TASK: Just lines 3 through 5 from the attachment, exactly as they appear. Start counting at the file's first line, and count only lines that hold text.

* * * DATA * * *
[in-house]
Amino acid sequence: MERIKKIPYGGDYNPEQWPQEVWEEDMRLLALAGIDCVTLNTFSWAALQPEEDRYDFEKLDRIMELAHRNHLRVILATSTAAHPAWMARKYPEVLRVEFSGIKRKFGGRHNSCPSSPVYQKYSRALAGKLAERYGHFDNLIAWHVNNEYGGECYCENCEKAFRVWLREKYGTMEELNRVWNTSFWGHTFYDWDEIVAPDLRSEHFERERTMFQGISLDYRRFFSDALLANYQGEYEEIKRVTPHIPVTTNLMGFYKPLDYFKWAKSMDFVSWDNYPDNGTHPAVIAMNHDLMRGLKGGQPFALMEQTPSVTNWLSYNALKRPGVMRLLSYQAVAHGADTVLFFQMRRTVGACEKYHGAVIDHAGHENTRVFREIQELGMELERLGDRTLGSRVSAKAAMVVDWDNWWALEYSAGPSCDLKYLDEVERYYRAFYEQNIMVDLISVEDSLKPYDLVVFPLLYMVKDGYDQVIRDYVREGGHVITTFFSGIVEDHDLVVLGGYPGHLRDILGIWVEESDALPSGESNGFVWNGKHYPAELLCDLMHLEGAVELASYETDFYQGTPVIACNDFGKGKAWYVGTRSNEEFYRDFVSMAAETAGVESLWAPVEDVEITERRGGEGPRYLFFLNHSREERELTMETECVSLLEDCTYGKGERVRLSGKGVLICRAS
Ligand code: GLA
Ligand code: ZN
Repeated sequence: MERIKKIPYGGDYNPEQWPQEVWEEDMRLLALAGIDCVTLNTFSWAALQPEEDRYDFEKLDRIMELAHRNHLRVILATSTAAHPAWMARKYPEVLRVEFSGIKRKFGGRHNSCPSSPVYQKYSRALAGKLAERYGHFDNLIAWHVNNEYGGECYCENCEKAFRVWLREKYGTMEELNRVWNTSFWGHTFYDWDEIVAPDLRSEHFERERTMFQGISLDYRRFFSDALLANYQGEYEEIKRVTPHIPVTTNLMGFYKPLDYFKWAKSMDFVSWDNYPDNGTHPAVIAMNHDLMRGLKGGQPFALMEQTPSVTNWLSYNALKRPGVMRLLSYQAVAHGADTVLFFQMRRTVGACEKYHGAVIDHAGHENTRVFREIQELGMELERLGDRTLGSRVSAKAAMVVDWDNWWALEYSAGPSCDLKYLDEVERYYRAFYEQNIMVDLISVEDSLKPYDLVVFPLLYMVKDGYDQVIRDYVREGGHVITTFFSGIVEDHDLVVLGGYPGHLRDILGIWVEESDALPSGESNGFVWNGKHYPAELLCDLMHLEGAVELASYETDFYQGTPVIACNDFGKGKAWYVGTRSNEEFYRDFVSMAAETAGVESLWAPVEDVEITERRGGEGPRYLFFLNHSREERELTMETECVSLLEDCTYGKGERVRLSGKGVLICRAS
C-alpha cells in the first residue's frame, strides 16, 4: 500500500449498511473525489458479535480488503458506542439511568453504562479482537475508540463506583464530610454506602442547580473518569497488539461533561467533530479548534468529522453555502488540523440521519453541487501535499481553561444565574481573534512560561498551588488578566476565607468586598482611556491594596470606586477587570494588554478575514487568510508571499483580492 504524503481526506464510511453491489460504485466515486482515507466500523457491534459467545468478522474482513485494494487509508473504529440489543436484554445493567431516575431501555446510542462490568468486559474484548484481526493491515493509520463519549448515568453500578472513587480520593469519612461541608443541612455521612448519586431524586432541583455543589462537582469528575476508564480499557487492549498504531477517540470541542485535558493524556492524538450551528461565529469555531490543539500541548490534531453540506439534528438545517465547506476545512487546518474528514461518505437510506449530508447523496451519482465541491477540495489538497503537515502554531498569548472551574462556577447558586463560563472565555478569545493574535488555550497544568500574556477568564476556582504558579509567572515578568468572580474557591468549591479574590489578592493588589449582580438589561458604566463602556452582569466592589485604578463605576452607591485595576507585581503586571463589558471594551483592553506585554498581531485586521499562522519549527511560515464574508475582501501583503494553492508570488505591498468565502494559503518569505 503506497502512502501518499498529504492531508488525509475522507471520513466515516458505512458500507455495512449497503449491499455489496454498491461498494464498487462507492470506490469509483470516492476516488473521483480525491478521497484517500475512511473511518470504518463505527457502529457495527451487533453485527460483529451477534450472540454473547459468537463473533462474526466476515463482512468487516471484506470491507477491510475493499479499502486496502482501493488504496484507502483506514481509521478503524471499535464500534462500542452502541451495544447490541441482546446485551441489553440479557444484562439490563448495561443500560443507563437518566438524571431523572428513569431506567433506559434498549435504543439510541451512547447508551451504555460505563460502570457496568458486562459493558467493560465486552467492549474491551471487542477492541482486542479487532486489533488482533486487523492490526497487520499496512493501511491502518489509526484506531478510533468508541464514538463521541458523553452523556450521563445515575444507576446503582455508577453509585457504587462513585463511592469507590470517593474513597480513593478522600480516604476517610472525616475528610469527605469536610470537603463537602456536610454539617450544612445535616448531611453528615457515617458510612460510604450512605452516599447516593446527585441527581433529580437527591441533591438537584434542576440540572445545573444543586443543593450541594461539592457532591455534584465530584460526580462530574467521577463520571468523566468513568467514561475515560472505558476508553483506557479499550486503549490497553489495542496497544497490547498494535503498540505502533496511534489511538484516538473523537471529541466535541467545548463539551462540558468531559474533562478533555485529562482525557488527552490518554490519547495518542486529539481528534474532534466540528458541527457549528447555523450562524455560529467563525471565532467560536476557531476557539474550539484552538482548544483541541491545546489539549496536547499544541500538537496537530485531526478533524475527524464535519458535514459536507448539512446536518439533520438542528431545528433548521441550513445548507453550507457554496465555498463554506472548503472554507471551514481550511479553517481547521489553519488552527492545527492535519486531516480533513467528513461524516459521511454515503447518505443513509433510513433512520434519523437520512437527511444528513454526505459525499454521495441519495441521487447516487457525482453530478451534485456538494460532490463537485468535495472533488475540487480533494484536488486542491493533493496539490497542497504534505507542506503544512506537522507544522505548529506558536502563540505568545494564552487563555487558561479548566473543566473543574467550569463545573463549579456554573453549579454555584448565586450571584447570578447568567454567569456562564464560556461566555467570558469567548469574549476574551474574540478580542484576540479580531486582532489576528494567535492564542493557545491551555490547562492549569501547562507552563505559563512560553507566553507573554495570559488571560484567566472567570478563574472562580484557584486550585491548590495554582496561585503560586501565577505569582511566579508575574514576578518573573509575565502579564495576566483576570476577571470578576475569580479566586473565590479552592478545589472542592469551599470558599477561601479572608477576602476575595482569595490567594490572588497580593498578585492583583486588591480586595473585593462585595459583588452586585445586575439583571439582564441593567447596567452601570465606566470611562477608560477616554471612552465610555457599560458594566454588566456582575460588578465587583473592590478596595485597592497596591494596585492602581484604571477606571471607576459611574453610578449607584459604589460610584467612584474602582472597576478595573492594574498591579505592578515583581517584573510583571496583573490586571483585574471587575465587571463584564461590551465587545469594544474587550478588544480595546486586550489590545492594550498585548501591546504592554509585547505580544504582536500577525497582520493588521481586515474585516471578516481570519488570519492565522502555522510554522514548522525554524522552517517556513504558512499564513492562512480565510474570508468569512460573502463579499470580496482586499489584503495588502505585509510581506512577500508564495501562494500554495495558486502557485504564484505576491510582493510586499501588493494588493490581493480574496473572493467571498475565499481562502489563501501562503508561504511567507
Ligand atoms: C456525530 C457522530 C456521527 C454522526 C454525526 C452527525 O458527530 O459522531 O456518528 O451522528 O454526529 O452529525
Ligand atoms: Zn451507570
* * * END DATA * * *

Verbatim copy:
Ligand code: GLA
Ligand code: ZN
Repeated sequence: MERIKKIPYGGDYNPEQWPQEVWEEDMRLLALAGIDCVTLNTFSWAALQPEEDRYDFEKLDRIMELAHRNHLRVILATSTAAHPAWMARKYPEVLRVEFSGIKRKFGGRHNSCPSSPVYQKYSRALAGKLAERYGHFDNLIAWHVNNEYGGECYCENCEKAFRVWLREKYGTMEELNRVWNTSFWGHTFYDWDEIVAPDLRSEHFERERTMFQGISLDYRRFFSDALLANYQGEYEEIKRVTPHIPVTTNLMGFYKPLDYFKWAKSMDFVSWDNYPDNGTHPAVIAMNHDLMRGLKGGQPFALMEQTPSVTNWLSYNALKRPGVMRLLSYQAVAHGADTVLFFQMRRTVGACEKYHGAVIDHAGHENTRVFREIQELGMELERLGDRTLGSRVSAKAAMVVDWDNWWALEYSAGPSCDLKYLDEVERYYRAFYEQNIMVDLISVEDSLKPYDLVVFPLLYMVKDGYDQVIRDYVREGGHVITTFFSGIVEDHDLVVLGGYPGHLRDILGIWVEESDALPSGESNGFVWNGKHYPAELLCDLMHLEGAVELASYETDFYQGTPVIACNDFGKGKAWYVGTRSNEEFYRDFVSMAAETAGVESLWAPVEDVEITERRGGEGPRYLFFLNHSREERELTMETECVSLLEDCTYGKGERVRLSGKGVLICRAS